Around the same time, the Macedonians reported that their rations of bread ‘had a bloody look’. And in Tyre, a man claimed to have had a vision ‘in which Apollo told him that he would leave the city’. He was accused of wanting to ‘curry favour with Alexander, and some of the younger citizens set out to stone him’. The man was rescued by the city magistrates; he hid in the temple of Heracles.

So not everyone believed the man’s vision but enough were convinced, and they tied golden cords round their statue of Apollo to prevent the god from deserting them.

Why did Alexander really lay siege to Tyre? Out of anger, as Diodorus suggests? I agree with anyone who says that his request was a either a ploy to get into the city, whereupon he would take control of it, or a pretext to lay siege to it. Tyre was pro-Persian. That made it too dangerous to leave unconquered. Had Alexander bypassed the city he would have handed the Persians a sea and land base from which to attack him.

No city is an island – even when it is. Notwithstanding the Tyrians’ trust in their strength, it is interesting to note that Tyre hoped Carthage, a colony, would help them out. Diodorus says that part of the Tyrian objective was to hold Alexander up and give Darius time to assemble his army. A Carthaginian attack would surely, though, have allowed Tyre to take the fight to Alexander.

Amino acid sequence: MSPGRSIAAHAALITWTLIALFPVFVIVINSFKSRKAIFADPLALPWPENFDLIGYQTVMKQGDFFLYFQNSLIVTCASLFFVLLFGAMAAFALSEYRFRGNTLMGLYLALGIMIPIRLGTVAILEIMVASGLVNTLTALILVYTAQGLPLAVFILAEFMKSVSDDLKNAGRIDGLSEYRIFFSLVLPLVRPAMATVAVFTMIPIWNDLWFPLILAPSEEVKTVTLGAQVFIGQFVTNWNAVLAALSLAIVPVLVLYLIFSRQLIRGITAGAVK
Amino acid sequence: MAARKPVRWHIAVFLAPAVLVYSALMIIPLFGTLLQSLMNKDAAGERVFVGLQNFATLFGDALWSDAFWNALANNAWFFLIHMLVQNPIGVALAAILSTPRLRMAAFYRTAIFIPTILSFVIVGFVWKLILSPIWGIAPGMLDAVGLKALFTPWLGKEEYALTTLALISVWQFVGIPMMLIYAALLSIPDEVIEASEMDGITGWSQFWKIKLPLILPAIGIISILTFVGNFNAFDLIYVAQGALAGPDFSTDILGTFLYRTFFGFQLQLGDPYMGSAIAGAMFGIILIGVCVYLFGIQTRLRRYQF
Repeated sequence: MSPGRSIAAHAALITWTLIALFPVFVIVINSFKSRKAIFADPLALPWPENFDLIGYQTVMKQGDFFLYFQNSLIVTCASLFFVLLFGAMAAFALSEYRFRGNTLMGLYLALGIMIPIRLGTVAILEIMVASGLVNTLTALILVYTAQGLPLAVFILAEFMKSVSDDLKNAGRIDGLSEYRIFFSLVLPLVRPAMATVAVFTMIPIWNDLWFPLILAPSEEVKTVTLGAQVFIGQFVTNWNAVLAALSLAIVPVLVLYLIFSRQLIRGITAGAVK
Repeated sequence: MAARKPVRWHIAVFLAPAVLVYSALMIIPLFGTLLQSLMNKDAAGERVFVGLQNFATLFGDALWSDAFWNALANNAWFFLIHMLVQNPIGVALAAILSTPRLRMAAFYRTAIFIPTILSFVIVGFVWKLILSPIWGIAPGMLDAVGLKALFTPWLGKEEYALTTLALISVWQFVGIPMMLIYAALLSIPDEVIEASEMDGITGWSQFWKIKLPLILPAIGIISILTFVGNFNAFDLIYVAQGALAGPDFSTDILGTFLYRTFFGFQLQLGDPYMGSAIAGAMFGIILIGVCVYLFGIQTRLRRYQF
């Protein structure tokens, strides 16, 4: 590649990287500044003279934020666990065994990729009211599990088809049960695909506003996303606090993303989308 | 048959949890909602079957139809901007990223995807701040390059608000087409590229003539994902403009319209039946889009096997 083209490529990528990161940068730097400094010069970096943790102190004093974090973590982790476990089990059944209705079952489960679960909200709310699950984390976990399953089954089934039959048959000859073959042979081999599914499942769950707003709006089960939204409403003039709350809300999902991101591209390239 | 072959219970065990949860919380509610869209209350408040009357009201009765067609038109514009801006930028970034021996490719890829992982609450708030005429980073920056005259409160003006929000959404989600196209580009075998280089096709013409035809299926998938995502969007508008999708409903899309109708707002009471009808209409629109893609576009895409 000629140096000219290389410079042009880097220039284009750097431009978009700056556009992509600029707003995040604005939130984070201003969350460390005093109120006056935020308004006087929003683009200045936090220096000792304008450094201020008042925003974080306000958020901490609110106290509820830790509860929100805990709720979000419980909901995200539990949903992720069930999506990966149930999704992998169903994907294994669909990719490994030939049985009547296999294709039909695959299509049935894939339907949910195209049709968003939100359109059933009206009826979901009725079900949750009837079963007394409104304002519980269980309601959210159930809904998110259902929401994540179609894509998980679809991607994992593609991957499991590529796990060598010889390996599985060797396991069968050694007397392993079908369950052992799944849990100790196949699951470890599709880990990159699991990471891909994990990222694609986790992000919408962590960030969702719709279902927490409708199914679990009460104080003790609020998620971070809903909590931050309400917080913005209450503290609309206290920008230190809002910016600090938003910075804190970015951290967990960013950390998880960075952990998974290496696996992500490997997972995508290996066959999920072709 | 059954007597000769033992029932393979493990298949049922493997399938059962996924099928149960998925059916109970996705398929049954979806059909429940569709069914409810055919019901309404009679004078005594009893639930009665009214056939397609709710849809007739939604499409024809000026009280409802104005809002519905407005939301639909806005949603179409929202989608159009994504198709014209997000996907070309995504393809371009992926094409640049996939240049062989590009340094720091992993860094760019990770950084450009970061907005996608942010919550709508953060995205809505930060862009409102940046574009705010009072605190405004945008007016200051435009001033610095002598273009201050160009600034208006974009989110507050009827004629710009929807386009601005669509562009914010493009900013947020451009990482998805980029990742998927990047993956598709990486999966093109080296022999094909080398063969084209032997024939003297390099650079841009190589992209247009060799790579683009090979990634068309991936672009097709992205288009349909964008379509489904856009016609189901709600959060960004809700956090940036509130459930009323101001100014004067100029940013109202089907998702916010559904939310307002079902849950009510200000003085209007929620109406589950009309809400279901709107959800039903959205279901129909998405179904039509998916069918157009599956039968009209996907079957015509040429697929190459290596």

I like the fact that Alexander justified the siege in terms of his army’s honour. Very crafty – even though I think he had sound military reasons for destroying Tyre, telling the men they were going to build the mole to save them from contempt could only have appealed to their pride.

Diodorus doesn’t mention the possibility that Alexander’s ships – he still had some after dismissing his fleet following the siege of Miletus (Ch. 22) – had an influence on Tyre’s inability to evacuate its women and children though they must have been present.

Young men are really not coming off well in Diodorus’ history. First we saw how they failed to break Ephialtes’ army during the siege of Halicarnassus – and had to be saved by the Macedonian veterans; then there was the case of the young men of Marmares who killed their families and fled their city despite resolving to die for its freedom; now, the young Tyrians nearly lynched the visionary. Is there a lesson to be drawn from this? I’ll let you decide.

There is no joke at the end of this post
as I am too tired to make one

Categories: Diodorus Siculus | Tags: , , , | 4 Comments